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Chicago University Press
15 September 2014
Western philosophy: Ancient, to c 500
Lucius Annaeus Seneca (4 BCE-65 CE) was a Roman Stoic philosopher, dramatist, statesman, and adviser to the emperor Nero, all during the Silver Age of Latin literature. The Complete Works of Lucius Annaeus Seneca is a fresh and compelling series of new English-language translations of his works in eight accessible volumes. Edited by world-renowned classicists Elizabeth Asmis, Shadi Bartsch, and Martha C. Nussbaum, this engaging collection restores Seneca - whose works have been highly praised by modern authors from Desiderius Erasmus to Ralph Waldo Emerson - to his rightful place among the classical writers most widely studied in the humanities. Written near the end of Seneca's life, Natural Questions is a work in which Seneca expounds and comments on the natural sciences of his day - rivers and earthquakes, wind and snow, meteors and comets - offering us a valuable look at the ancient scientific mind at work. The modern reader will find fascinating insights into ancient philosophical and scientific approaches to the physical world and also vivid evocations of the grandeur, beauty, and terror of nature.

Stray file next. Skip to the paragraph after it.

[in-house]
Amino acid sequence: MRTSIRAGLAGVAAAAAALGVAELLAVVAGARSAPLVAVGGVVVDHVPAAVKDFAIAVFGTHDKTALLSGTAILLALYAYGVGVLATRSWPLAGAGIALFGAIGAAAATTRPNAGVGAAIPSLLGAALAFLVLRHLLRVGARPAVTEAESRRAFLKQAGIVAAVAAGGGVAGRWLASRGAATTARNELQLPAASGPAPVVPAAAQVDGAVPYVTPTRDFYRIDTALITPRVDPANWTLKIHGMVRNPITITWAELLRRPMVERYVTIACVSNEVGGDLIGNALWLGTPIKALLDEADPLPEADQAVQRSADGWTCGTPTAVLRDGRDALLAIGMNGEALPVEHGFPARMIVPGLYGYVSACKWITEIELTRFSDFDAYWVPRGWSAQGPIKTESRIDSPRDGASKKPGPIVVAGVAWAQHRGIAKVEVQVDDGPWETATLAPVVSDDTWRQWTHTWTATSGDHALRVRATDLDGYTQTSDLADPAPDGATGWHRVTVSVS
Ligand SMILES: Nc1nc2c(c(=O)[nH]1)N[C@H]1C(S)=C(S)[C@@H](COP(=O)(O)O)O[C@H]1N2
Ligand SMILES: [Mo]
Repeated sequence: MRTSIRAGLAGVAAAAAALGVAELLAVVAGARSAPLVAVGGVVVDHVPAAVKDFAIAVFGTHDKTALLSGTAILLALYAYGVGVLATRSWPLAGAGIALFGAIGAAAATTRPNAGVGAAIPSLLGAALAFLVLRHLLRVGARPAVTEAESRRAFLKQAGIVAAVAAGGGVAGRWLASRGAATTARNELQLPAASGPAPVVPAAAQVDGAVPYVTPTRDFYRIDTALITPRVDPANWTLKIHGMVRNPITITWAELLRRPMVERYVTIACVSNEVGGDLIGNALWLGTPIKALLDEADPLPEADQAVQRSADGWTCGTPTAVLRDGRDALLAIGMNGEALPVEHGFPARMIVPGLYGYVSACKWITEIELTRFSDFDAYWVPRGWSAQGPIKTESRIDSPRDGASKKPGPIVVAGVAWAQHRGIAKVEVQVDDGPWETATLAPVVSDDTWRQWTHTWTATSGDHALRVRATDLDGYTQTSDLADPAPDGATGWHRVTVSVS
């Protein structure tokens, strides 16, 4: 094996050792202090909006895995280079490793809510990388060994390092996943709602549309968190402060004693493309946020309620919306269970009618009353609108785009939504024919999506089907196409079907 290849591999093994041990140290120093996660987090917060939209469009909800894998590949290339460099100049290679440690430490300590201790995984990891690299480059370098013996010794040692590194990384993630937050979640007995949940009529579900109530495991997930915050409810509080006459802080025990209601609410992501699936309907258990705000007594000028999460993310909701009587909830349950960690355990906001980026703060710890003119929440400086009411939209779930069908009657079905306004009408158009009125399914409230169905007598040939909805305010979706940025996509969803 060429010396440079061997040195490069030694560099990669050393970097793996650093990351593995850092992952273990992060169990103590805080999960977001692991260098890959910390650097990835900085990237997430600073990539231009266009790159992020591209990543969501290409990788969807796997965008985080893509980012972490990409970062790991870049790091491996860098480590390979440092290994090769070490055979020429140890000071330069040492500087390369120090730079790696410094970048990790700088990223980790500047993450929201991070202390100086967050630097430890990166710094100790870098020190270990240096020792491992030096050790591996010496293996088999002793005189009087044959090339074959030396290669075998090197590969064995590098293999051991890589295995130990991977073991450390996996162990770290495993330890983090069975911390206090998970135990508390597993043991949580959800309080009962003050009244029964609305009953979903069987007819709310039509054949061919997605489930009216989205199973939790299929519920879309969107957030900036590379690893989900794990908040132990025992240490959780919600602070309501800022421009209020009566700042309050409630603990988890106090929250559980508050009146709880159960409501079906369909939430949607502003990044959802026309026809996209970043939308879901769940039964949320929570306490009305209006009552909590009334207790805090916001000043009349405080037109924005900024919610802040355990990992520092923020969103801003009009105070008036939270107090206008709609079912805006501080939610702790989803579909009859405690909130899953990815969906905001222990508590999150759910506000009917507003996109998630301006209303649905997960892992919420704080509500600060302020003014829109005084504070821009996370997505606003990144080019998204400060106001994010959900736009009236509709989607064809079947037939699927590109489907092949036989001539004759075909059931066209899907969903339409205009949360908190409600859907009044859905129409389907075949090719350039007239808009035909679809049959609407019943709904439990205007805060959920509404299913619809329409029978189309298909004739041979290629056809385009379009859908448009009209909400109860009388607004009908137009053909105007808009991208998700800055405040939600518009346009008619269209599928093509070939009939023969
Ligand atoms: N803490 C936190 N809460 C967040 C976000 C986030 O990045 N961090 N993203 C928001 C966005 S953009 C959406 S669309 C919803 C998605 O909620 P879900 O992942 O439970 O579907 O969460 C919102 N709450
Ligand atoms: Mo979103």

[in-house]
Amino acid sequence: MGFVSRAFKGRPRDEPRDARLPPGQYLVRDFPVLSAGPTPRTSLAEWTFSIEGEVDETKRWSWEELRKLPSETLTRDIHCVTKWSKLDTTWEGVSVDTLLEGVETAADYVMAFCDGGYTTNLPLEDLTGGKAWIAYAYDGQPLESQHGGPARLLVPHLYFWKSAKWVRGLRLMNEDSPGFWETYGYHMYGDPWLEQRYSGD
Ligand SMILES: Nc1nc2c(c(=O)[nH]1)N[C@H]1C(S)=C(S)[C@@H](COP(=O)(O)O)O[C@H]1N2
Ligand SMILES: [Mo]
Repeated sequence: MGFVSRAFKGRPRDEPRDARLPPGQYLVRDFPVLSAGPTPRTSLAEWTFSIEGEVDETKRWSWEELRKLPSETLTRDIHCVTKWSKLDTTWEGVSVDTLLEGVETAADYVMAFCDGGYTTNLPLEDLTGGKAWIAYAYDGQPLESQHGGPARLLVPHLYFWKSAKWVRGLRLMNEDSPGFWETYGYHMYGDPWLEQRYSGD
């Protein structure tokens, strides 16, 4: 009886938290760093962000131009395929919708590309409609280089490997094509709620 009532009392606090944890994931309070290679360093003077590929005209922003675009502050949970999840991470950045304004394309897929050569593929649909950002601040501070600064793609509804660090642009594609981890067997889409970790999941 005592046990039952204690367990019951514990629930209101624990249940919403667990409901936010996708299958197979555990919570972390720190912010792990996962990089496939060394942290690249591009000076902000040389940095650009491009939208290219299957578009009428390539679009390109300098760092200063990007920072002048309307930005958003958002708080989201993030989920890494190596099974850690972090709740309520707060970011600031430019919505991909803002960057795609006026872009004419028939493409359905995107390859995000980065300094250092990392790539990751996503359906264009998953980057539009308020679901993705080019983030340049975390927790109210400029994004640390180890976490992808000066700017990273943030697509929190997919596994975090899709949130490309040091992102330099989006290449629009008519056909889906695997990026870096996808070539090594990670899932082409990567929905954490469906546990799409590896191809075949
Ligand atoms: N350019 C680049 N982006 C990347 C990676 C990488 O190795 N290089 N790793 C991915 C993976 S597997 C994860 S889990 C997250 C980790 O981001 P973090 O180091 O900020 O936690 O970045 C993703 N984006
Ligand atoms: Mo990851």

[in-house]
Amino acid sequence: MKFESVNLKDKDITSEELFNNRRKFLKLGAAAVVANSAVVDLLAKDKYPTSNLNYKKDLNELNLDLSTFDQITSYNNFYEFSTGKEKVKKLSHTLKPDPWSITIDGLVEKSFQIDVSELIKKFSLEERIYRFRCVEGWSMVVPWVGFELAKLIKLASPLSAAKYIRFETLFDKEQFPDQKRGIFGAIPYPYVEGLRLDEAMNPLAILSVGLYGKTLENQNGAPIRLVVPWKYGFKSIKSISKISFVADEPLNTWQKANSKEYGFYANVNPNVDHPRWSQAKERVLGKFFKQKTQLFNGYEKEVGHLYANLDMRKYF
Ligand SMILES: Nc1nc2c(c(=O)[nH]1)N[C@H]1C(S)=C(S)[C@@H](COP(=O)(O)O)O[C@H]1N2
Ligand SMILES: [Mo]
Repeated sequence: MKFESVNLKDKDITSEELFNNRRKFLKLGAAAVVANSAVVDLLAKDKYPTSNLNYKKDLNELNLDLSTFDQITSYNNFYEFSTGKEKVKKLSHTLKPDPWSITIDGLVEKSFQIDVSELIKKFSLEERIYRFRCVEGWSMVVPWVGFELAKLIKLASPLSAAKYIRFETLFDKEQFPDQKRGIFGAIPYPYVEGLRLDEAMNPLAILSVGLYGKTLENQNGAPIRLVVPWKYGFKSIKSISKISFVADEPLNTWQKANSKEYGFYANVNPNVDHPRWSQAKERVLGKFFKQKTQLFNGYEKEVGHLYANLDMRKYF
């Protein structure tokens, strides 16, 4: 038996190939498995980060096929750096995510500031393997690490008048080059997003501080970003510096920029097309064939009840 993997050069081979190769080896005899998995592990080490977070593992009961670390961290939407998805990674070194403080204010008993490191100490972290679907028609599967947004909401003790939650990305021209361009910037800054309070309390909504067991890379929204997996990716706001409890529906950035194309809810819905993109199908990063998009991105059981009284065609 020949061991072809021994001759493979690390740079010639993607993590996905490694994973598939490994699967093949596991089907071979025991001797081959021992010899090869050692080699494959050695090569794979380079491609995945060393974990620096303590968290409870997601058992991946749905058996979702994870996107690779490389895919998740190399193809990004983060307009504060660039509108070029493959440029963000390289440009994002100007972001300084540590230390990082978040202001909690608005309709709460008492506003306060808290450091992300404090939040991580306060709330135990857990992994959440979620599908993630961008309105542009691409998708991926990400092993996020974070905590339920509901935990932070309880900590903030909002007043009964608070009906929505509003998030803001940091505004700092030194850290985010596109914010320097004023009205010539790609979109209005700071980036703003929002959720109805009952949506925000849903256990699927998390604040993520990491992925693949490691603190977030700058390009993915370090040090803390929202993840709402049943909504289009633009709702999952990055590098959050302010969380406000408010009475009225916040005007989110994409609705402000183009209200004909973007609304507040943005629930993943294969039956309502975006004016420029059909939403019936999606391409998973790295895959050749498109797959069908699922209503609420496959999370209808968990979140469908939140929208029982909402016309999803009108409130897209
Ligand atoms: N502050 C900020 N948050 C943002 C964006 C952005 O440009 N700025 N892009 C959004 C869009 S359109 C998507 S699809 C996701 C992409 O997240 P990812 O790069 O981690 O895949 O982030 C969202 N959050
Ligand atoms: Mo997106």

By:   Lucius Annaeus Seneca
Translated by:   Harry M. Hine
Imprint:   Chicago University Press
Country of Publication:   United States
Dimensions:   Height: 216mm,  Width: 140mm,  Spine: 14mm
Weight:   304g
ISBN:   9780226748399
ISBN 10:   0226748391
Series:   The Complete Works of Lucius Annaeus Seneca
Pages:   240
Publication Date:   15 September 2014
Audience:   College/higher education ,  Further / Higher Education
Format:   Paperback
Publisher's Status:   Active

Harry M. Hine is professor emeritus in the School of Classics at the University of St Andrews in Scotland.

Reviews for Natural Questions

From the rainbow in the heavens to the iridescent scales of a mullet dying at the gourmet's table, Seneca examines the face of God and its distorted human images to find, at the last, himself. One of the many virtues of Harry Hine's lively new translation of the <i>Natural Questions</i> is the variation in its registers, encompassing satire, scientific argument, moral dialogue, and epic grandeur. Backed up by an extensive critical introduction, this volume makes an auspicious beginning to the series. --C. A. J. Littlewood, University of Victoria, Canada

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